Inside the Harvest Part 2 – Commercialising Lemon Myrtle
The founder of Australian Native Products, Gary Mazzorana, first started growing lemon myrtle in 1995 and is now the largest grower and harvester of lemon myrtle globally.
We sat down with him to discuss his love of this Australian native botanical and why he chose to share it with the world.
Hi Gary, Australian lemon myrtle has been around for thousands of years but you were one of the first people to grow it in a commercial sense. What made you decide to do this?
I liked the idea of growing something that was native to Australia and compared to other fast-growing agricultural industries, lemon myrtle required very little herbicides and fungicides. The idea of growing something chemical-free was appealing and after my first encounter with it, I instantly fell in love with the smell.
We first started planting lemon myrtle trees in December 1995 and now Australian Native Products are the largest growers and processors of lemon myrtle in the world.
How long does it take for a lemon myrtle tree to grow before harvest?
It takes approximately 3 years before a tree can be harvested for commercial use. The side growth of the tree is more desirable as leaves are harder, denser, and the oil content is much higher, which is ideal for distillation.
Do leaves lose their lemon myrtle fragrance after they’re picked?
This depends on how lemon myrtle is processed and stored. If you left crushed lemon myrtle leaves in a bowl on your kitchen counter, the smell and flavour would dissipate quickly however, the processes and packaging we’ve developed ensure the flavour is retained and the products produced have a two year shelf life – provided they’re stored correctly!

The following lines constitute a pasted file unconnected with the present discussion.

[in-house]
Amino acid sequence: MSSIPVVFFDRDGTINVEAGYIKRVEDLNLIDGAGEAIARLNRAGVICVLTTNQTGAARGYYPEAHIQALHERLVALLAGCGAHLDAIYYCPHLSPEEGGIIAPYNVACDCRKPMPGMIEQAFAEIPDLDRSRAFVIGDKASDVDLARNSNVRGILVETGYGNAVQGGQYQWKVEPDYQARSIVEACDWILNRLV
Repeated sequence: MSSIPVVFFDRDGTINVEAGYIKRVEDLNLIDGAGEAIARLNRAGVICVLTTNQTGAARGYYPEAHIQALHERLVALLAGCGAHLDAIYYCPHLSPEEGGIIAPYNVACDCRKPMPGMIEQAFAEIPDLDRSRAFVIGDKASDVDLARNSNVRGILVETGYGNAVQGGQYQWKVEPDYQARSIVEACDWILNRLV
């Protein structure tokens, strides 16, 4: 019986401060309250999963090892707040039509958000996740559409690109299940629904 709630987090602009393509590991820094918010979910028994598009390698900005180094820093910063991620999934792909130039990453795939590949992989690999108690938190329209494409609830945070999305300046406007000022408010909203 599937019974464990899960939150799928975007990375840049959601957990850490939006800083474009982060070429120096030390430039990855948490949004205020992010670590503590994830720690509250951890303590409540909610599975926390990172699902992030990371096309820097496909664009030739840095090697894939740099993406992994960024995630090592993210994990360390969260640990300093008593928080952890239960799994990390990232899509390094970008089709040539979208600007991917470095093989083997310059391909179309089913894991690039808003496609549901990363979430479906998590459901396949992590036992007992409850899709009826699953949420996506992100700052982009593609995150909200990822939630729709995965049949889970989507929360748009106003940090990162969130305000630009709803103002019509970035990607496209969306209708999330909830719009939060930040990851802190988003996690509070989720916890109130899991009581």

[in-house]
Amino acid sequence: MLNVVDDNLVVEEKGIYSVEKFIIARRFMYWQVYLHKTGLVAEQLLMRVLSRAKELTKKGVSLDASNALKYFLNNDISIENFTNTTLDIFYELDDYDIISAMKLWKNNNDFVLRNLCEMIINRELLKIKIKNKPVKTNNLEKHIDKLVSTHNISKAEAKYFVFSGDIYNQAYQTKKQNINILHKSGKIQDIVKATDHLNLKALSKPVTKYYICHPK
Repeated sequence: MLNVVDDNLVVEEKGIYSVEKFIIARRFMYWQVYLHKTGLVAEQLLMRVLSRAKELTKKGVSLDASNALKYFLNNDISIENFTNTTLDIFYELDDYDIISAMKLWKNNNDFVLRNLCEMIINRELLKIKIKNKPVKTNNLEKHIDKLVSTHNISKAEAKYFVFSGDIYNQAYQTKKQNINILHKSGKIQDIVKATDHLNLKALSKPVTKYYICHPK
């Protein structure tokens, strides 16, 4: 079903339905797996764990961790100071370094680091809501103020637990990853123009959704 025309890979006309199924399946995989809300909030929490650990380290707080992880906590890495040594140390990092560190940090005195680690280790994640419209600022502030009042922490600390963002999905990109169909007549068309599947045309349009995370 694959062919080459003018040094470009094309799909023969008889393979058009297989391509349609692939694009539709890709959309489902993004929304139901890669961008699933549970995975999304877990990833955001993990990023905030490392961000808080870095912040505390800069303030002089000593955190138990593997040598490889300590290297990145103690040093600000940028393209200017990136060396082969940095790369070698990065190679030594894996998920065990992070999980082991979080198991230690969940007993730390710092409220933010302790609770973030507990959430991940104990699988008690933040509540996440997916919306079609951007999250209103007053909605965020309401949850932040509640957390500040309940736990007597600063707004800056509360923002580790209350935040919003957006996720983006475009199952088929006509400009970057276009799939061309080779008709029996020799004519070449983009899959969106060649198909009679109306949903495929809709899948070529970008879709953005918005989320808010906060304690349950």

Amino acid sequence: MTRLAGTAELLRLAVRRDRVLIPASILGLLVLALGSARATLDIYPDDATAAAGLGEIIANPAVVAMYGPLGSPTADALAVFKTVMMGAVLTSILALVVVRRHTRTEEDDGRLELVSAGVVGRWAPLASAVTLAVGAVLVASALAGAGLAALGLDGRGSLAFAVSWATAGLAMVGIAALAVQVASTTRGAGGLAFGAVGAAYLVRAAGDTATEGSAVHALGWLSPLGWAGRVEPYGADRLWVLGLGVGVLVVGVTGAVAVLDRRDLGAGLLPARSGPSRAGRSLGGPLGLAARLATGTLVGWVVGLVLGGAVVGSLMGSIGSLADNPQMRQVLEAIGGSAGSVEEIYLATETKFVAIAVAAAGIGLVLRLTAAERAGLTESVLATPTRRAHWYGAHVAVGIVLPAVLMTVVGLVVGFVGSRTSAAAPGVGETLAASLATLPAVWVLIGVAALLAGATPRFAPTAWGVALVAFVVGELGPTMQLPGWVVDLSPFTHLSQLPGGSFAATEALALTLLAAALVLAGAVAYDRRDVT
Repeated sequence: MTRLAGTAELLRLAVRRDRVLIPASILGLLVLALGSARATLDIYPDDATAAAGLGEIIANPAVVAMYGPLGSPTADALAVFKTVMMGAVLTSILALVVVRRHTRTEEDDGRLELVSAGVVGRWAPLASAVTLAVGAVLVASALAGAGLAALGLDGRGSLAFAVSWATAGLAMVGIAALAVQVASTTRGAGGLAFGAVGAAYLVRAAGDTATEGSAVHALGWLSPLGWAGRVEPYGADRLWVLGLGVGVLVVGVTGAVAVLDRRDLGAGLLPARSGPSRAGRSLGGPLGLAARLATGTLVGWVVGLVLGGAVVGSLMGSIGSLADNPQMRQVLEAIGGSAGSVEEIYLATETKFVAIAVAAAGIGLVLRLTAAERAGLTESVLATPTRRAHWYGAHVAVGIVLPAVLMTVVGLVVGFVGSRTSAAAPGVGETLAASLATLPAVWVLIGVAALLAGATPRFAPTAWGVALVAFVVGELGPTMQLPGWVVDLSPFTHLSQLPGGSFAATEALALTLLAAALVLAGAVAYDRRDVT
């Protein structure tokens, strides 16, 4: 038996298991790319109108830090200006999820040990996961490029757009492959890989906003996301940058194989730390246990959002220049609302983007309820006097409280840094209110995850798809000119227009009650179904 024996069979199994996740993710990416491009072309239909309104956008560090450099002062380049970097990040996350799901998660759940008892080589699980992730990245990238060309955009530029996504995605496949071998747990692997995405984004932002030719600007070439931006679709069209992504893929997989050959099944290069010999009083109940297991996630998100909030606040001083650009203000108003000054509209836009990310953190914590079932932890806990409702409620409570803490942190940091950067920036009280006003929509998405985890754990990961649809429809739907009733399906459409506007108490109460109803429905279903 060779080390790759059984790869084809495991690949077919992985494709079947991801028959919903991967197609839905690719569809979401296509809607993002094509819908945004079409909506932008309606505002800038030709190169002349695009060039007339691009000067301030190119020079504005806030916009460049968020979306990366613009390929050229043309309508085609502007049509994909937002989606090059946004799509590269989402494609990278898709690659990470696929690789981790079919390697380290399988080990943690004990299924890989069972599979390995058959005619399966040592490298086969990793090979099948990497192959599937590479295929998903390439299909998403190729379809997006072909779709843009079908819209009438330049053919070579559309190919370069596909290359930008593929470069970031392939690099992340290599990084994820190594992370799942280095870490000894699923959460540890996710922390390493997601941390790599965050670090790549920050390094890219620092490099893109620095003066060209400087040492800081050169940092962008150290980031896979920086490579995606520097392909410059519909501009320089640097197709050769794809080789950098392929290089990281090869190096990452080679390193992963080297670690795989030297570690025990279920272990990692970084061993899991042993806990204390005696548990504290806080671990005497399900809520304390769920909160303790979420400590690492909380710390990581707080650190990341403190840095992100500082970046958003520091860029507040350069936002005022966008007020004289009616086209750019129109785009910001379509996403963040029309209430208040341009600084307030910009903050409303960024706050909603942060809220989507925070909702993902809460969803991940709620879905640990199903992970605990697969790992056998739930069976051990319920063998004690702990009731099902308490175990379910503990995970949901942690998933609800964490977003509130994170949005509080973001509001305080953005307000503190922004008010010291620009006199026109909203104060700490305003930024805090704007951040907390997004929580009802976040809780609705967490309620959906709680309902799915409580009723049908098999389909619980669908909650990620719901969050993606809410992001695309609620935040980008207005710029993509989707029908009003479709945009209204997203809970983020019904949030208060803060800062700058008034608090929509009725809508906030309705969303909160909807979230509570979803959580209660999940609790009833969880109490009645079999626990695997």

How do you enjoy lemon myrtle best? Do you have a favourite lemon myrtle recipe?
It’s hard to choose but I’d say in yoghurts, lemon myrtle tea, and cheesecakes. Lemon myrtle tastes sensational in a cheesecake. You can use a very small amount of lemon myrtle essential oil but I prefer creating a strong lemon myrtle extract. All you need to do it break up a few lemon myrtle leaves and sit them in a small amount of boiling water. Leave the water to cool, then drain the leaves and add this to your cake mixture.
And lastly, do you think the lemon myrtle industry still has room to grow?
I think lemon myrtle has many benefits, with some yet to be uncovered. It’s an extremely diverse plant and current research has only scratched the surface. There’s real potential for this plant to establish itself globally in large industries such as nutraceuticals.
The longer I’ve been involved, the more I’ve been amazed by this Australian native botanical. And I never get sick of the smell!